OTTAWA — Global Affairs Canada said 234 Canadians, permanent residents and their eligible family members have crossed from Gaza into Egypt Sunday.
The update came as the Rafah crossing reopened after a two-day closure, allowing foreign nationals to flee the war-torn territory.
Dalia Salim, a London, Ont. woman, said her 66-year-old father crossed the border Sunday with her uncle, who is a U.S. citizen.
"I'm so relieved, I have the biggest weight lifted off my shoulders," Salim said in a phone interview. "I'm still hurting for my people and my country ... but on a personal level, I'm just really glad that my dad is safe."
Not everyone with ties to Canada cleared to leave Gaza has crossed the border.
The re-opening of the border was shared on a Facebook page on which the General Authority for Crossings and Borders posts a daily list of foreigners cleared to make the journey.
The list is compiled in co-ordination with the Egyptian and Israeli governments, but had not been updated as of Sunday.
On Friday, it was expanded to include 266 Canadian citizens, permanent residents and their family members, meaning some people on the list have not yet made it out.
Salim said she wishes her extended family was able to leave as well, noting her father was feeling hurt about leaving them behind.
She said her father retired last year and was spending time in Gaza with his aging mother before war broke out between Israel and Hamas last month. He had unsuccessfully tried to cross the border five times before finally making it out on Sunday.
"I know he was a little hesitant to leave, because I'm sure he felt so guilty that he is the one with a privilege to get out because he has a passport, while everyone else has to endure ... the hunger and the living conditions, no access to water or food," Salim said.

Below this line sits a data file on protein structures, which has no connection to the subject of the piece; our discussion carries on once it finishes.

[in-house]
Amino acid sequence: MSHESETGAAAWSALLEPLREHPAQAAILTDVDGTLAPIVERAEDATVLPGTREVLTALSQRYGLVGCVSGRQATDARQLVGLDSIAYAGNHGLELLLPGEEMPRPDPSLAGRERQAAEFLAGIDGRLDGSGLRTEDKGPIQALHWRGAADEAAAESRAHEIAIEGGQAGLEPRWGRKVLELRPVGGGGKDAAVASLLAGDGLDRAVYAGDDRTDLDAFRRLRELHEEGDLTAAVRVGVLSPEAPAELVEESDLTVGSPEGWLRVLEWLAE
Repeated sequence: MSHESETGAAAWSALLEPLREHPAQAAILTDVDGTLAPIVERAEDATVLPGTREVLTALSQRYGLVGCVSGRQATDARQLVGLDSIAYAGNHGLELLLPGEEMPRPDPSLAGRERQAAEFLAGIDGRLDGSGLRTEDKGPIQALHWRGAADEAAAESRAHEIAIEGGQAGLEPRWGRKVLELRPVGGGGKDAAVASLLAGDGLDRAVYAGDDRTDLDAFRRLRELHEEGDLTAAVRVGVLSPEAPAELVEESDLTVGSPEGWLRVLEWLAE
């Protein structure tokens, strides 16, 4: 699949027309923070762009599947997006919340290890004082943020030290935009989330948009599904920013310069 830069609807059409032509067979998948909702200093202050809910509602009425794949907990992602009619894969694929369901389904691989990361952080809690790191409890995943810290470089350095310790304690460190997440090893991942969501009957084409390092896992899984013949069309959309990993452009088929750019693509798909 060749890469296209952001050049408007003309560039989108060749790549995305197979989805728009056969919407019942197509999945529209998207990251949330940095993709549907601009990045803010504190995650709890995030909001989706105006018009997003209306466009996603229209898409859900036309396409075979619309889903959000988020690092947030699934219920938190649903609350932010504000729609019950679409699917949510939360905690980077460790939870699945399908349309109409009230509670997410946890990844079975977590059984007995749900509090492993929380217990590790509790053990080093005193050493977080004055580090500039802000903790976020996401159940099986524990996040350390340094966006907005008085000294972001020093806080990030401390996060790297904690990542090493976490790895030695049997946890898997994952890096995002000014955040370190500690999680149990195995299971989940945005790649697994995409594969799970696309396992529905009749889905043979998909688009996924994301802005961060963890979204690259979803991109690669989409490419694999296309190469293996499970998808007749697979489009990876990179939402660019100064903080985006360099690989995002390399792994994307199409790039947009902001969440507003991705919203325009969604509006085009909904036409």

The Canadian Embassy in Egypt is assisting those who crossed with transportation to Cairo, as well as food and accommodation until they have arranged their travel plans.
The Egyptian government is allowing those who cross the Rafah border to stay in the country for up to 72 hours.
The latest tally of those fleeing Gaza comes in addition to 107 people who crossed the border last week.
The war, now in its sixth week, began on Oct. 7 when Hamas militants stormed into Israel, killing an estimated 1,200 people and taking roughly 240 others back into Gaza as hostages. Israel has retaliated with daily air and land strikes, and the Hamas-run health authority says casualties in the territory have topped 11,000.
The escalating fighting centred around Gaza's largest hospital on Sunday. Health officials and people trapped inside the Shifa hospital rejected Israel's claims that it was helping babies and others evacuate the building, saying fighting continued just outside the facility where incubators lay idle with no electricity and critical supplies were running out.
Israeli Prime Minister Benjamin Netanyahu has rejected urgent international calls for a cease-fire unless it includes the release of all the hostages captured by Hamas.
A day after Netanyahu said Israel was bringing its “full force” with the aim of ending Hamas’ 16-year rule in Gaza, residents reported heavy airstrikes and shelling, including around Shifa Hospital. Israel, without providing evidence, has accused Hamas of concealing a command post inside and under the compound, allegations denied by Hamas and hospital staff.
Israel’s military asserted it placed 300 litres of fuel near Shifa overnight and coordinated the delivery with hospital officials. But the delivery location was not clear from the military’s video, and there was no immediate response from the Health Ministry and others including the Red Cross.
Netanyahu has said the responsibility for any harm to civilians lies with Hamas. Israel has long accused the group, which operates in dense residential neighbourhoods, of using civilians as human shields.
This report by The Canadian Press was first published Nov. 12, 2023.
- With files from The Associated Press.
Nojoud Al Mallees, The Canadian Press